Accelerating performance analysis with trends and open API data

  • 18 August 2023
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Accelerating performance analysis with trends and open API data
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This article is the third in a multi-part series on how to establish performance engineering practices that produce actionable performance analysis from automated pipelines.

Part 1: Continuous load testing using Jenkins pipelines and Kubernetes

Part 2: 3 Killer anti-patterns in continuous performance testing

Part 3: Accelerating performance analysis with trends and open API data

Key takeaways from Parts 1 and 2:

  • Once performance test automation is reliable, it produces a critical longitudinal view.
  • Open API-based performance data improves human and pipeline-based workflows.
  • Performance data must be easily consumable and domain-specific.

Distributed systems are painful

The immediacy of feedback plays a crucial role in behavioral psychology. In her 1984 book, Don’t Shoot the Dog, Karen Pryor elaborates on how valuable positive feedback can be when applied sooner rather than later. Conversely, delayed feedback is often ineffective at improving situations and can easily have unanticipated out-of-context adverse effects.

Similarly, software teams building distributed systems suffer from “signal delay” in terms of feedback loops about complex behaviors of the software and infrastructure they deploy. Often non-functional (or, what I now call “holistic”) requirements are ignored due to:

  • Pressing demands for higher velocity
  • Cost and time to create and maintain environments suitable for verifying these requirements
  • A general lack of expertise

One psychological specter remains feeding teams the doubt and justifications for ignoring what they will ultimately face: delayed pain. A cloud-based microservices example — late-stage performance engineering. Leaving performance criteria out of planning processes and running big-bang load tests only at the end of a project leave teams in a world of hurt. Non-trivial issues like cross-zone latencies, misconfigured timeouts and circuit breaker configuration, payload bloat due to nonoptimal queries, and poorly understood storage subsystems regularly leave development/operations teams scrambling to fix architectural issues.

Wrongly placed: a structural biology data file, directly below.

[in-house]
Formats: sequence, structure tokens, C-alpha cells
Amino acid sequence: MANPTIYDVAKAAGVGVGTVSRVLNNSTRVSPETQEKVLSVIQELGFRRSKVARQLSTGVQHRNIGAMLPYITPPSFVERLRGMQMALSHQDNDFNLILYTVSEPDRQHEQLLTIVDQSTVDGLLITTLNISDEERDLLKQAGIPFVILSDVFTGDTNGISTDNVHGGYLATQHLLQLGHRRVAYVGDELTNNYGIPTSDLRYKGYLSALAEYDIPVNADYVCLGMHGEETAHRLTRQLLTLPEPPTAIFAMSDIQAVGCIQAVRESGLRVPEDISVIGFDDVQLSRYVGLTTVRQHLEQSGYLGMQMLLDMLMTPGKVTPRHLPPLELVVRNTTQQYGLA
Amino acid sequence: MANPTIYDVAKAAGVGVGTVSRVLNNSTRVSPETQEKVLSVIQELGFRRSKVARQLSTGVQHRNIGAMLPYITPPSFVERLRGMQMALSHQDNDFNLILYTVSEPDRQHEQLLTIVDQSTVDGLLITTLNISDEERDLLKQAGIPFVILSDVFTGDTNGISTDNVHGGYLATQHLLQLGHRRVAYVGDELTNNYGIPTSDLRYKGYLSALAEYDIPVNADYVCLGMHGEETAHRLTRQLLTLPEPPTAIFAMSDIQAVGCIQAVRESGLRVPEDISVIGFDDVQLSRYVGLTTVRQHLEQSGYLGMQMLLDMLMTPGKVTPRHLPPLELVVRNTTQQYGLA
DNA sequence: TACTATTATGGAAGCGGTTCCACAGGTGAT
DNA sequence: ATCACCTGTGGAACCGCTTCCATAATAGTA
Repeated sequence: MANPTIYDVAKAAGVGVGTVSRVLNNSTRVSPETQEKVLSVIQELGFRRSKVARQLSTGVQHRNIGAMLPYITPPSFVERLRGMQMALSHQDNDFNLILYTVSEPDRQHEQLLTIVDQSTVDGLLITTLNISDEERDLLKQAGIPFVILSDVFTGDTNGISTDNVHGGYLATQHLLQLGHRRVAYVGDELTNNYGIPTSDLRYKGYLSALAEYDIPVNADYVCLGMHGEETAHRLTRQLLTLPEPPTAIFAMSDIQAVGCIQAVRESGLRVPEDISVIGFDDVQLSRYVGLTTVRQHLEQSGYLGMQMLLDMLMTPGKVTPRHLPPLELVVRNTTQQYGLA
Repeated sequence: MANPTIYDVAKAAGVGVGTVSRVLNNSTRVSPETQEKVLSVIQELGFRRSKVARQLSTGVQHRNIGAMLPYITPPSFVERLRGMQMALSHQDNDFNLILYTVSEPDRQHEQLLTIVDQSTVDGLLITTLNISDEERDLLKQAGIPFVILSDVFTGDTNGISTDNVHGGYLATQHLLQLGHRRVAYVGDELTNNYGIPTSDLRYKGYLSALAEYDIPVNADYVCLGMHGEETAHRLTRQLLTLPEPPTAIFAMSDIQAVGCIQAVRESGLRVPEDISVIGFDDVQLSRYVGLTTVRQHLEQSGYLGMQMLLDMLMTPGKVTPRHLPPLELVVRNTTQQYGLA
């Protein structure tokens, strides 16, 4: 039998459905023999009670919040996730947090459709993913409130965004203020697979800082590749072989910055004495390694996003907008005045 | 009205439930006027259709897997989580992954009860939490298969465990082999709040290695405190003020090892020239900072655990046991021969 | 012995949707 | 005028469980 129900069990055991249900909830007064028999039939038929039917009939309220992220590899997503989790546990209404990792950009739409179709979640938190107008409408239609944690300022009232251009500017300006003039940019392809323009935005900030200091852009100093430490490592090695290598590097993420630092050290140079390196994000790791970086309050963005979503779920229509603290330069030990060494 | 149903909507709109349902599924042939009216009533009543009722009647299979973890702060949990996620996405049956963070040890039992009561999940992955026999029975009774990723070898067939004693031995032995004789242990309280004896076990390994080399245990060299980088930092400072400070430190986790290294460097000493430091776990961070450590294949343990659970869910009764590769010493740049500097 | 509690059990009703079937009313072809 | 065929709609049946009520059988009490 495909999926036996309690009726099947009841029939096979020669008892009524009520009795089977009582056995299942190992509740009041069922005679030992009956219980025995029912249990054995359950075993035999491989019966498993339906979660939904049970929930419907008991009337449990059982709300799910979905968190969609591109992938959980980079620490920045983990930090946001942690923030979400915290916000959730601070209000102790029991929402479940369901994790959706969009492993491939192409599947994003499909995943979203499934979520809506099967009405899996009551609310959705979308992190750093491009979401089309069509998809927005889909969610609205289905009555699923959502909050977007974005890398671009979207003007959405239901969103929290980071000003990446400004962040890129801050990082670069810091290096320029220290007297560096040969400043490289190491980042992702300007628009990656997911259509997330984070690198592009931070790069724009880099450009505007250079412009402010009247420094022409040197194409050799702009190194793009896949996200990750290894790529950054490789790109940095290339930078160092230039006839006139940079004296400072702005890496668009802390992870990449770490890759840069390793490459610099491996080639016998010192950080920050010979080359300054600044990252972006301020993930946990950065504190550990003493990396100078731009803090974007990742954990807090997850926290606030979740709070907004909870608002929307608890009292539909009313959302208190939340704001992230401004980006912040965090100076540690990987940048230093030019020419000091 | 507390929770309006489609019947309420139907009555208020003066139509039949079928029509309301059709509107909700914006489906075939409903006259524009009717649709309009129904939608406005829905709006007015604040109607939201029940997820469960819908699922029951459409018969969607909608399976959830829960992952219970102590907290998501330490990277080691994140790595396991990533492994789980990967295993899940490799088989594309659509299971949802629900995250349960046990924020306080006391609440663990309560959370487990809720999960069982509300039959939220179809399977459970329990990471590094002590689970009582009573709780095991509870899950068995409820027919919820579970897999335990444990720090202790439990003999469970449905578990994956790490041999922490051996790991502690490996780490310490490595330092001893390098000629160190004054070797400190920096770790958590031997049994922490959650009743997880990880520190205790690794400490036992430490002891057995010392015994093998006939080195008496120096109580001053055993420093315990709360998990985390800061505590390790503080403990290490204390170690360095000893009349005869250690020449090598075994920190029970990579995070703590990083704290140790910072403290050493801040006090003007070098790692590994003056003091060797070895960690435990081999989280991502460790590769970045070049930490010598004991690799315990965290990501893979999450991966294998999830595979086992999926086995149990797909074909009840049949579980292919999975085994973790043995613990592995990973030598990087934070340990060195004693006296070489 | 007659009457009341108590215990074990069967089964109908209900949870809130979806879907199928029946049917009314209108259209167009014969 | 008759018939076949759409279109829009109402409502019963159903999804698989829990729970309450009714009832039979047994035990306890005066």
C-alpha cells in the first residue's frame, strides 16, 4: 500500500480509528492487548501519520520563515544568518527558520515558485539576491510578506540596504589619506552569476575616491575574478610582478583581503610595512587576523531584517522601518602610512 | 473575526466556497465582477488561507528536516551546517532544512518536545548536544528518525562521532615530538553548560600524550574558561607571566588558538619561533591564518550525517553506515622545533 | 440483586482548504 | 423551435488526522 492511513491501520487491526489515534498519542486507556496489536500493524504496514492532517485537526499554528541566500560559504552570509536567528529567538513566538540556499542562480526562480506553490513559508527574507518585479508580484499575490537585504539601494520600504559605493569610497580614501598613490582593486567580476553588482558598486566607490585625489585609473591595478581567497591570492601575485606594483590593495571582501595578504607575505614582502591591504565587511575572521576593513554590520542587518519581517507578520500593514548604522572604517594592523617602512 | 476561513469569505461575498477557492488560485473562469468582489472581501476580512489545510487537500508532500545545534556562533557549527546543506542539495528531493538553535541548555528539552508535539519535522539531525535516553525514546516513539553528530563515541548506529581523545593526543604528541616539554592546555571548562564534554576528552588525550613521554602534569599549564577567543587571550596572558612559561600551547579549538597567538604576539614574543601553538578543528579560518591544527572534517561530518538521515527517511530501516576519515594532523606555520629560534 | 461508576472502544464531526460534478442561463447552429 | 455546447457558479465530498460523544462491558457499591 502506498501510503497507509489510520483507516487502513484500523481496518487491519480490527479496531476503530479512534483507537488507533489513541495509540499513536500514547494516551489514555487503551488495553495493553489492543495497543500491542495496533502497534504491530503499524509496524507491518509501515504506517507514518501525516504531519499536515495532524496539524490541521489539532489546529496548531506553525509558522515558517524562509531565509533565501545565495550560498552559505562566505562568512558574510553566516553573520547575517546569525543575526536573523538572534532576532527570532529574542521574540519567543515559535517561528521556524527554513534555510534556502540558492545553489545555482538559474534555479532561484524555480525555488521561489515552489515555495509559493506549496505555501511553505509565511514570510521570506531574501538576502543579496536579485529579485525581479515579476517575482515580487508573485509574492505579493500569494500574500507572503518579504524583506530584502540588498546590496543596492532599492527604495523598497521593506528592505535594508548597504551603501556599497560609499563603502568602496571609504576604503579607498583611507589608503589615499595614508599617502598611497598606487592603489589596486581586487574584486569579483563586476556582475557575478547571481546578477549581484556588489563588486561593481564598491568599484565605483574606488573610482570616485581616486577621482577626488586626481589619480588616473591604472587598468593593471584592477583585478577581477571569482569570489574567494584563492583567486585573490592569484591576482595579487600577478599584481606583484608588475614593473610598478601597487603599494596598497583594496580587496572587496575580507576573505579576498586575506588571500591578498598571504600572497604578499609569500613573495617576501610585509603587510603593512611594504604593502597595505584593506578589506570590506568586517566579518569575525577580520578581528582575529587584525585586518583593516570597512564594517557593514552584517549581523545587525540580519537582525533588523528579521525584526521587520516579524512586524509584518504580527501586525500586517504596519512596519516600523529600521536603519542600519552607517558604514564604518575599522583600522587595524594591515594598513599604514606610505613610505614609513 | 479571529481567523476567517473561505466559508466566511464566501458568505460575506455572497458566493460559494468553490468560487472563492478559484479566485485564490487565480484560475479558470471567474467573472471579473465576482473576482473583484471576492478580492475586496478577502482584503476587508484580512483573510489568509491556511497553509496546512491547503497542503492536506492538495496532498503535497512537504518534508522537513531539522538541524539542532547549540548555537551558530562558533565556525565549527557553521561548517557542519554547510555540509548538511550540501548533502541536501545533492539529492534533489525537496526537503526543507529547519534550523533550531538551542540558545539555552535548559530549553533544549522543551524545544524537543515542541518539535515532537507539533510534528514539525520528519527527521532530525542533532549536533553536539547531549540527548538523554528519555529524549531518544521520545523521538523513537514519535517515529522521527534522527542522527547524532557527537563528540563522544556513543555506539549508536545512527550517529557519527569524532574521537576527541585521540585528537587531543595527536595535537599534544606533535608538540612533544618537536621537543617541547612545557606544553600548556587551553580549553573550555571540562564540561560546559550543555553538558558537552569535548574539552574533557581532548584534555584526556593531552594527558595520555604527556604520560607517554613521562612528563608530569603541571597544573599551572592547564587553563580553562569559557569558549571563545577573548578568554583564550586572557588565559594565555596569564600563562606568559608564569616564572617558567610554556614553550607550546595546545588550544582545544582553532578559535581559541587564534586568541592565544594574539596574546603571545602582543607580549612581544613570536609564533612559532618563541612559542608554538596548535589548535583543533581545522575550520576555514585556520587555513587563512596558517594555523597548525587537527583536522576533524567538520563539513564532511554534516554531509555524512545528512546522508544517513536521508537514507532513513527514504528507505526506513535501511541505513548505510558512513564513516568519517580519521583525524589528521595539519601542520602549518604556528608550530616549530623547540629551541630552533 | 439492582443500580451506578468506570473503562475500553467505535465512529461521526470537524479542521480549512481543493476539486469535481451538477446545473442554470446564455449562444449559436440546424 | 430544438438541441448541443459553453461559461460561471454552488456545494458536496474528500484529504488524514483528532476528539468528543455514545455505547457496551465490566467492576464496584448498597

Bring the pain forward

In many of our field experiences, customers who suffer less from these types of painful situations internalize the importance of making performance engineering a part of their team culture. Be it through dedicated expertise available to product groups, shrinking batch sizes (so fault isolation is easier in continuous delivery), or breaking up traditional monolithic notions of testing into activities matching clock speeds between development/release cycles, one common theme exists: automate what can be automated and verify frequently.

For modern performance engineering, the goal is to produce a regular stream of information relative to how the systems perform so that when performance degrades unexpectedly, it is identified and resolved quickly. This often means load testing at various volumes in multiple environments using continuous integration orchestrators like Jenkins, Gitlab, or CircleCI. The choice of what tests to run depends on risk factors in the system under test (SUT), time requirements of test design/execution, and code and environment configuration change frequency.

Sometimes automating performance testing isn’t straightforward, especially if it’s your first time. Tricentis NeoLoad works with organizations of all sizes and savviness. Despite every organization having different objectives and appetites for where fast feedback loops are applied, common outcomes include observability improvement through real-time performance testing results and historical trending.

Once performance automation is reliable and easy to pay attention to, teams feel more comfortable expanding performance results into automated go/no-go decision processes to reduce unnecessary manual effort further. Having bigger-picture freedom regarding how systems perform over time and how performance criteria are met across a portfolio of projects helps dissolves late-cycle pain, reinforcing the value of early and often performance validation.